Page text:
Mountain of Hell
|Date||first half of the 17th century|
|Medium, technique||bronze with green patina|
42 × 31 × 19 cm
|On view||This artwork can be displayed at the permanent exhibition|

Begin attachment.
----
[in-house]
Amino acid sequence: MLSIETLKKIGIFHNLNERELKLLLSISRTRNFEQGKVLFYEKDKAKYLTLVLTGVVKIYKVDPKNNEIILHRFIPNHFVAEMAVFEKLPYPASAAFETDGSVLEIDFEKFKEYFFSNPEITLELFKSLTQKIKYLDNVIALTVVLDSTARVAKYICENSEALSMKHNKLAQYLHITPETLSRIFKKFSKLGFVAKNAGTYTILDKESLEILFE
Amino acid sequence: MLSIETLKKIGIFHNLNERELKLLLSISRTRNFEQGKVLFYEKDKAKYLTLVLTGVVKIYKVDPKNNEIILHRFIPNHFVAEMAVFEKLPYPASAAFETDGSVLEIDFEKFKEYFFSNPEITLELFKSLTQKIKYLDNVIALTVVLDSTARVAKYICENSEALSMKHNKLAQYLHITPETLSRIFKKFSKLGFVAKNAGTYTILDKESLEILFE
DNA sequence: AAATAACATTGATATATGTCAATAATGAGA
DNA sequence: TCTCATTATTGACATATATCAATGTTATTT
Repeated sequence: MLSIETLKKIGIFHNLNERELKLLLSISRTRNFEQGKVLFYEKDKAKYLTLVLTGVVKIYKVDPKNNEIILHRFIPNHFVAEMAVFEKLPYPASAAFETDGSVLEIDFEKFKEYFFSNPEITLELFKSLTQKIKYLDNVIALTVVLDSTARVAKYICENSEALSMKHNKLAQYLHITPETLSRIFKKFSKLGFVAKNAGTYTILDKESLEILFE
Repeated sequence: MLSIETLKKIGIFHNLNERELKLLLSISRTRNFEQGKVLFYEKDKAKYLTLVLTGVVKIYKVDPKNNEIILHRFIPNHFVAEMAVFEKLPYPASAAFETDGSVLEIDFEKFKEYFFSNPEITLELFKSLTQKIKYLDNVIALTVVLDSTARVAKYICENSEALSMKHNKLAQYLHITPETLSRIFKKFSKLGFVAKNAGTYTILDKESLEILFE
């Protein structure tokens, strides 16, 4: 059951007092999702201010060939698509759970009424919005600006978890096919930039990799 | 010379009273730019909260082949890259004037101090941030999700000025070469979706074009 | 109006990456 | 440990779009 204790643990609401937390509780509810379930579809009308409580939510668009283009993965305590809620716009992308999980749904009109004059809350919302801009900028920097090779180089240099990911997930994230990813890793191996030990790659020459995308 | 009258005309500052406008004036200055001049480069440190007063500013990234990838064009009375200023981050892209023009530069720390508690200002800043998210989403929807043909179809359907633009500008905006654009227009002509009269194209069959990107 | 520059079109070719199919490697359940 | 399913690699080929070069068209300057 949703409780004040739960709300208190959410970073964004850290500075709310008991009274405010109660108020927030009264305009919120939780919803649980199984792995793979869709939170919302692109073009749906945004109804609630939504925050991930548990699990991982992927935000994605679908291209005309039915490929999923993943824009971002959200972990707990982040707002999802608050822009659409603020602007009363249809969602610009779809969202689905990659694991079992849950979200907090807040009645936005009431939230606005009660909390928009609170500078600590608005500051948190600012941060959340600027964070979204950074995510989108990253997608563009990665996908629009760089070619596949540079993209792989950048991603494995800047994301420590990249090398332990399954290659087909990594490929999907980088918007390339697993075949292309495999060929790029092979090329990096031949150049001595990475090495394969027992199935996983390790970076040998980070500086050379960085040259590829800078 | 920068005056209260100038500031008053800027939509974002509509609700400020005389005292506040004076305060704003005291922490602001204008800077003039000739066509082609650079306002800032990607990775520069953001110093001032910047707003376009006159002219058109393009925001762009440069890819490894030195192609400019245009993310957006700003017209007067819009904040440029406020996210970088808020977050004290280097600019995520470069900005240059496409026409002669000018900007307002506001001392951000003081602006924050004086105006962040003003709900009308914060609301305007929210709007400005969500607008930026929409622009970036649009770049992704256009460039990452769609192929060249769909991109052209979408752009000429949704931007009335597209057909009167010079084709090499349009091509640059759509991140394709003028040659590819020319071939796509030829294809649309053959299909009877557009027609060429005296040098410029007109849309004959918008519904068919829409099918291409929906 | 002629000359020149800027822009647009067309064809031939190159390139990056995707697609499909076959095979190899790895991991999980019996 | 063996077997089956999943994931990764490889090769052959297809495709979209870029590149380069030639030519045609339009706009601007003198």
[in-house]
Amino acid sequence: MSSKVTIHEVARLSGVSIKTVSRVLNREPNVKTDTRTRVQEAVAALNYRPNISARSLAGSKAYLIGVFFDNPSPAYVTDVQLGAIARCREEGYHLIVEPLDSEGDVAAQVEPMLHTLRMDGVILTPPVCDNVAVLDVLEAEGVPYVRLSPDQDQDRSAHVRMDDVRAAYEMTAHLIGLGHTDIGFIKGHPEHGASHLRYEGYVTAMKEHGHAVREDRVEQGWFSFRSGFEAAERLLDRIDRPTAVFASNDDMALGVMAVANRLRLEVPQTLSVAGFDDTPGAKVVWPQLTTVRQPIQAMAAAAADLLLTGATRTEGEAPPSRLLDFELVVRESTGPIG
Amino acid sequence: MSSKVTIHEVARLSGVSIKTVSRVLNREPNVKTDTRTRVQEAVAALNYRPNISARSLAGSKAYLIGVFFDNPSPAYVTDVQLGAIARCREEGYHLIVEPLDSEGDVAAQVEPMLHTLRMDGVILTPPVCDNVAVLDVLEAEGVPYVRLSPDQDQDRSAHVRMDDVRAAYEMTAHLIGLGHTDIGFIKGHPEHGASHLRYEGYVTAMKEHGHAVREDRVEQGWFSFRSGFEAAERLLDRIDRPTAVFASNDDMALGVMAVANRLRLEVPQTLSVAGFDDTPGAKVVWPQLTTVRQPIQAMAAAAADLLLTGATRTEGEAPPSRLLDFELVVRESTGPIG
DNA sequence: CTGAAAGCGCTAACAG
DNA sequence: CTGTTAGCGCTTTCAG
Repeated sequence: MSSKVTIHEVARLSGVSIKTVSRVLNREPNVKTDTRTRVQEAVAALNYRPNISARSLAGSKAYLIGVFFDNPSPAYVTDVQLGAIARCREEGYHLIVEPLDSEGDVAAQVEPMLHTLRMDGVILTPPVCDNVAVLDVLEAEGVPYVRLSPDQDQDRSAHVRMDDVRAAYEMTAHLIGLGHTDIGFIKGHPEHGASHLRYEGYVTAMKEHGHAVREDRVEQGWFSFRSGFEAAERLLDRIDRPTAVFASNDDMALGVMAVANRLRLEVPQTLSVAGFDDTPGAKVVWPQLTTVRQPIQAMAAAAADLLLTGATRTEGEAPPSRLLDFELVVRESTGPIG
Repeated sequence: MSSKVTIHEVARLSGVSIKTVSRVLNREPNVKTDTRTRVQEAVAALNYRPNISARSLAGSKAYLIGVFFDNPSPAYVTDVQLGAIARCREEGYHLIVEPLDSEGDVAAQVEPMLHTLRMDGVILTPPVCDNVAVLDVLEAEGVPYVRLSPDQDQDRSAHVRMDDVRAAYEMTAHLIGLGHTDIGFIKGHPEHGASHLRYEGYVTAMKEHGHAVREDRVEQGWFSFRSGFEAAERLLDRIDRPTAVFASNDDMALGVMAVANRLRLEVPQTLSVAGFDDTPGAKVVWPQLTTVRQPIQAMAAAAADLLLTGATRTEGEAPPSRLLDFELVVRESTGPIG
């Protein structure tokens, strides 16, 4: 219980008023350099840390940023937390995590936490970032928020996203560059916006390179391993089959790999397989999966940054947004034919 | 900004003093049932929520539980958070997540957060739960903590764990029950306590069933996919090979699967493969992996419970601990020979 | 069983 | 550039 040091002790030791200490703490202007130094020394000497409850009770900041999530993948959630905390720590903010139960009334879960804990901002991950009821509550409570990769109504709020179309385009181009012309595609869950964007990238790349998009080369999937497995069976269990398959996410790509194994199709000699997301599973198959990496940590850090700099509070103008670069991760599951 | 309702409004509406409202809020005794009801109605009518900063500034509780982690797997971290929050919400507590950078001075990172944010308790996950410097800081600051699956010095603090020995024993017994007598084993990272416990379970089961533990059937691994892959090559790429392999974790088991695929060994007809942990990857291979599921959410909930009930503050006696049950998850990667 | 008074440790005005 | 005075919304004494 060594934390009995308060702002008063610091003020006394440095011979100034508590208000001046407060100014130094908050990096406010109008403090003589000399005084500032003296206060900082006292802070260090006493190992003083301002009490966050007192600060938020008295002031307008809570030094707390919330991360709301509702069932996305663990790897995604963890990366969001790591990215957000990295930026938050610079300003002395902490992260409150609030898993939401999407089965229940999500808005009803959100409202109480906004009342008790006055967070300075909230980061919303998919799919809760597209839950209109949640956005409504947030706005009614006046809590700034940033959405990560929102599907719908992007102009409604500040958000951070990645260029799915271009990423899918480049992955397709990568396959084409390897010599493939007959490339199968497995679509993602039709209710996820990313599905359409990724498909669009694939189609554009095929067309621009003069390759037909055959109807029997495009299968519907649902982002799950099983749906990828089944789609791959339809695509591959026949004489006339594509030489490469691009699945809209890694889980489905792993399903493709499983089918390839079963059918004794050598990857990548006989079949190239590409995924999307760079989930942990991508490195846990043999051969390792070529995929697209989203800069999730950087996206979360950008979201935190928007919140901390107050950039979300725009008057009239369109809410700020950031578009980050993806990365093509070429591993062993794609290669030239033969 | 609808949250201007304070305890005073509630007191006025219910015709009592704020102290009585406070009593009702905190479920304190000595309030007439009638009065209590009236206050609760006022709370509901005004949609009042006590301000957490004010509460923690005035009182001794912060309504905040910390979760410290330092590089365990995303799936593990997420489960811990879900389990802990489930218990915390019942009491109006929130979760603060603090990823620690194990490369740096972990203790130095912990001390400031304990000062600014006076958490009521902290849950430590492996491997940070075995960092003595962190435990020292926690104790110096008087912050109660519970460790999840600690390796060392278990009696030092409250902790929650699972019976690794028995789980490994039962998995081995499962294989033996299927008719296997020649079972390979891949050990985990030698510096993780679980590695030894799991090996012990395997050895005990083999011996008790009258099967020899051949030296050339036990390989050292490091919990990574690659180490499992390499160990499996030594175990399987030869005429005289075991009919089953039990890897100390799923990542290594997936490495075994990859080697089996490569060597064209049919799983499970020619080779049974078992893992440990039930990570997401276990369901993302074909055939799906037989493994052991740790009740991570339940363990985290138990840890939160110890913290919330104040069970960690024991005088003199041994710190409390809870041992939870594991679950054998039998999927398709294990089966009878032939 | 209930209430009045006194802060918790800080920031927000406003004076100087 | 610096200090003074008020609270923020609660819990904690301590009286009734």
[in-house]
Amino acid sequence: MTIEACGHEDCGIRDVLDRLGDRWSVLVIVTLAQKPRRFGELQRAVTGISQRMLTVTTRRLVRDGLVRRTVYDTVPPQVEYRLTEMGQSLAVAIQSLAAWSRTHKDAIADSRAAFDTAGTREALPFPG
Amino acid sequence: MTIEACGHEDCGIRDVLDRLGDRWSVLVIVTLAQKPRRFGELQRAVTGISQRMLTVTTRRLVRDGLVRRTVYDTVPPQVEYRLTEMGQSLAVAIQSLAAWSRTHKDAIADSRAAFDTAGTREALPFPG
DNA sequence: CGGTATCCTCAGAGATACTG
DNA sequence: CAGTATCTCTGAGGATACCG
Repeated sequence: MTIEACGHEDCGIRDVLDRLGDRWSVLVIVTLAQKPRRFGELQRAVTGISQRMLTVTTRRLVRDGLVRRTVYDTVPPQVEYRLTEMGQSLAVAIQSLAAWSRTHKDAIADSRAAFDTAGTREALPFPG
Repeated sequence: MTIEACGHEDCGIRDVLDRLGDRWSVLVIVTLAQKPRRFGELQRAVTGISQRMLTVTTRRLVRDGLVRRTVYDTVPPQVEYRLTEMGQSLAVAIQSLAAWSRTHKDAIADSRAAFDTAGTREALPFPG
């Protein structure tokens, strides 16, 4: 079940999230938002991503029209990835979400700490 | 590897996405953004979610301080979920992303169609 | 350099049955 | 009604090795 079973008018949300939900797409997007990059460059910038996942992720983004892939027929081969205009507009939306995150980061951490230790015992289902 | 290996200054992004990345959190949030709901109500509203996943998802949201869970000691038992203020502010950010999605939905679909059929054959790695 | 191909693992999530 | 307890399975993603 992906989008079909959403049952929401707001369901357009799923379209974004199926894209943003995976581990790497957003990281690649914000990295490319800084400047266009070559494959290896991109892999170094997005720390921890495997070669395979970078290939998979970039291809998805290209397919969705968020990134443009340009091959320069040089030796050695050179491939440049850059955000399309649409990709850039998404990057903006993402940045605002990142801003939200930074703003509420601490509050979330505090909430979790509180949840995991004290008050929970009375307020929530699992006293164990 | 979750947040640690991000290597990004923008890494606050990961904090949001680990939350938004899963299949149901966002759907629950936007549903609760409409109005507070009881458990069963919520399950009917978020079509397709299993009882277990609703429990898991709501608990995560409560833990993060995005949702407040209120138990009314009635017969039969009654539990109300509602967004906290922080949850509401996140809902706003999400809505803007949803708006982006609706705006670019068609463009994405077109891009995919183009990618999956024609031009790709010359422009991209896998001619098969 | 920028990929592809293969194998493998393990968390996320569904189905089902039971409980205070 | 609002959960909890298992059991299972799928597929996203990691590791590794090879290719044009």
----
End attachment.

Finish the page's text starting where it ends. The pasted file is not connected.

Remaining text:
The Flemish sculptor, Giambologna achieved a reputation at the Medici court in Florence. His refined mannerist style was popularised throughout Europe by his many pupils and by means of his bronze sculptures that were given by the Medicis as diplomatic gifts. The Nessus and Deianira bronze group created around 1575 is one of his best-known compositions with many casts and variants of it having survived. The type of the Budapest small bronze follows Giambologna’s model and can be associated with the excellent bronz-caster Gianfrancesco Susini. The sculpture captures the dramatic moment of a mythological story related by Ovid: Deianeira, the wife of Heracles is being abducted by the centaur Nessus who as a ferryman offered to help the woman when they intended to cross the river Euenos. Hearing Deianeira’s desperate cries Heracles shot with an arrow the centaur.